Don't mistake. I have bought over the time I have been brewing, extract, partial mash and all grain several extras - stir plate, chest freezer and temp controler, built a ice bath chiller and so on. I use them all. (deep South - 100° days and 85° water) I would have bought these extras whether I continued doing only extract or partial mash.

I only bottle and never plan to keg. I like to bottle and I can't imagine wanting a tap in my small townhome. I did purchase a bottle tree, with a squirt sanitizer on top. I have a dedicated bottle washer on my hot water line in my garage with a drain under it.

Yeah, I have my goodies just the way I like it and no more. With what I have I can brew any beer I want and the challenge of the hobby for me is to brew to develop recipes I like, hone my skills to produce better products and develop my routine so that my technical control is as close to perfect as possible.

I know other brewers that have reached the comfort zone in equipment and technique that seldom add to their equipment. I know a couple of partial mash brewers that have been doing that for years and have no desire to go all grain.
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Old 12-19-2006, 05:01 AM   #26
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I'm sure I'll spend another couple hundred bucks in the next year. I imagine by next X-mas, I'll have some kind of kegging setup going. But, no rush other than the fact that bottling is kind of a PITA, and that's something I would consider doing regardless of whether I was extract or AG.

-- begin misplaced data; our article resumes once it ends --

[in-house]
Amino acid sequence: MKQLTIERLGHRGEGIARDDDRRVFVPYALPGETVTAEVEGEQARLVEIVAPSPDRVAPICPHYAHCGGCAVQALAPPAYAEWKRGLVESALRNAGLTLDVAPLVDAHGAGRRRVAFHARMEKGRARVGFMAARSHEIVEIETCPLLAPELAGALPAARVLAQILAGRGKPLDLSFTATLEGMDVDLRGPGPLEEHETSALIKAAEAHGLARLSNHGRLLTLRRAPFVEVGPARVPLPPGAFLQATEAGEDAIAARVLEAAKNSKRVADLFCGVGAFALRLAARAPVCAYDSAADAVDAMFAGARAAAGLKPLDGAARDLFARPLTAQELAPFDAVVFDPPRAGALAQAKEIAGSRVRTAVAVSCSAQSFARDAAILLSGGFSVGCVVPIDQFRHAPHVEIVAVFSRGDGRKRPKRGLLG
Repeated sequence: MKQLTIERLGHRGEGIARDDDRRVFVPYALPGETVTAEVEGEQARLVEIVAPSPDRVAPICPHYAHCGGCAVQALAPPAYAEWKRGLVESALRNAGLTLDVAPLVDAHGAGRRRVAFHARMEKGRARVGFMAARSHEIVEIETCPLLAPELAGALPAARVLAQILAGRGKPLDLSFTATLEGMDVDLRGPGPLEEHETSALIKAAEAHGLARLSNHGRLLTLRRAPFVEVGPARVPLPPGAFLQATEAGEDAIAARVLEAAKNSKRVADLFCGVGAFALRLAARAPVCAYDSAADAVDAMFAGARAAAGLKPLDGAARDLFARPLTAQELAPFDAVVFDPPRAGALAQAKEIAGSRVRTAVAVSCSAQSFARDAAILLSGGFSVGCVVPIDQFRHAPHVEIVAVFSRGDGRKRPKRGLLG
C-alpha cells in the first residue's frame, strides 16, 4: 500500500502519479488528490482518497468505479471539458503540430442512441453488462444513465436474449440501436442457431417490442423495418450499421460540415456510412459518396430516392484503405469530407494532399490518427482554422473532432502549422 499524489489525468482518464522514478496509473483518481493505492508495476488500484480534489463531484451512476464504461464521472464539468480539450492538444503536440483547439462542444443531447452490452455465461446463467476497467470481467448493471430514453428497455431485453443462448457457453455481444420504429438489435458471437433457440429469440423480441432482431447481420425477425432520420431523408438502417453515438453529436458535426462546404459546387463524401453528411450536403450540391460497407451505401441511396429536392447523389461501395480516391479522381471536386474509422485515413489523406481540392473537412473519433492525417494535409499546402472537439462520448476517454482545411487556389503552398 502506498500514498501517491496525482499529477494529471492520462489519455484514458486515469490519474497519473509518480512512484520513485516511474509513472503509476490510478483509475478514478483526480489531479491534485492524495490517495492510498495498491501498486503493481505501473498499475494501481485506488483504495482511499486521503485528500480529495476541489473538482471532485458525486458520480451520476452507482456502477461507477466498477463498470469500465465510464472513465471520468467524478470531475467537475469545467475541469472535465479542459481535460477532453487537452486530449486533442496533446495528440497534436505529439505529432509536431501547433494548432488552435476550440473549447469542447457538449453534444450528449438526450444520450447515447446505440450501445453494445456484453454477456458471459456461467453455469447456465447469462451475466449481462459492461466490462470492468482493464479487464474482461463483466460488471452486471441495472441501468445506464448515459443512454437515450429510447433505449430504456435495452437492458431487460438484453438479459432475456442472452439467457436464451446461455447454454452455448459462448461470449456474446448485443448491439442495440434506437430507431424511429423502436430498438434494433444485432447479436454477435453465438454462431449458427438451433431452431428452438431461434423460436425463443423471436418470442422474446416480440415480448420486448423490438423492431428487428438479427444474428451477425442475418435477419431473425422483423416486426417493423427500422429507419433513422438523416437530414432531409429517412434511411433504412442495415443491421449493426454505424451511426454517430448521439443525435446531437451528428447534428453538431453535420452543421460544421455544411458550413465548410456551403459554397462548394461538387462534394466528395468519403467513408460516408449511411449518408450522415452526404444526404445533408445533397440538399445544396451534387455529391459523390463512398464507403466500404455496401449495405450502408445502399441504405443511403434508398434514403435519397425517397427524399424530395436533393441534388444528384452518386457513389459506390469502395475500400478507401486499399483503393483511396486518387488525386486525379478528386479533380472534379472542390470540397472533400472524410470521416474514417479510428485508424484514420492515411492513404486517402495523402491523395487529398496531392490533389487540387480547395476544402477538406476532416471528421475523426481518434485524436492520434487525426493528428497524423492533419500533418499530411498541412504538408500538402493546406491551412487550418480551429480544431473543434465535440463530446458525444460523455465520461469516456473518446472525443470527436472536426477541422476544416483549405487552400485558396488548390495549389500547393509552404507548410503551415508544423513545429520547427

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Old 12-19-2006, 06:22 AM   #27
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My LHBS sells the 3 lb bags of DME for about 14 bucks.

I figure if I harvest the yeast the avg cost of one of my extract with steeped grains batch was 30 to 35 bucks.

With AG i am able to get the bulk 2 and that costs me per batch (lets round up for simplicity) about 8 bucks and with say 3 bucks in specialty grains and 3 more in hops i am up to 14 bucks.

I supppose in a perfect world 5 gallons costs me 15 to 20 bucks a batch.

and as far as cheeses recipe, you forgot to add the 6 bucks an oz of real vanilla extract. his calls for what 4 oz of it! Not a cheap recipe, but, just kegged it a week ago, it is worth it!!!!

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Old 12-19-2006, 01:22 PM   #28
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As for vanilla, I got 2oz for $5. I didn't add it to the recipe because it's the same cost in all 3 versions. Vanilla extract is one thing you DONT need to buy bulk. Also why I didn't include yeast because it's the same cost in all 3 recipes.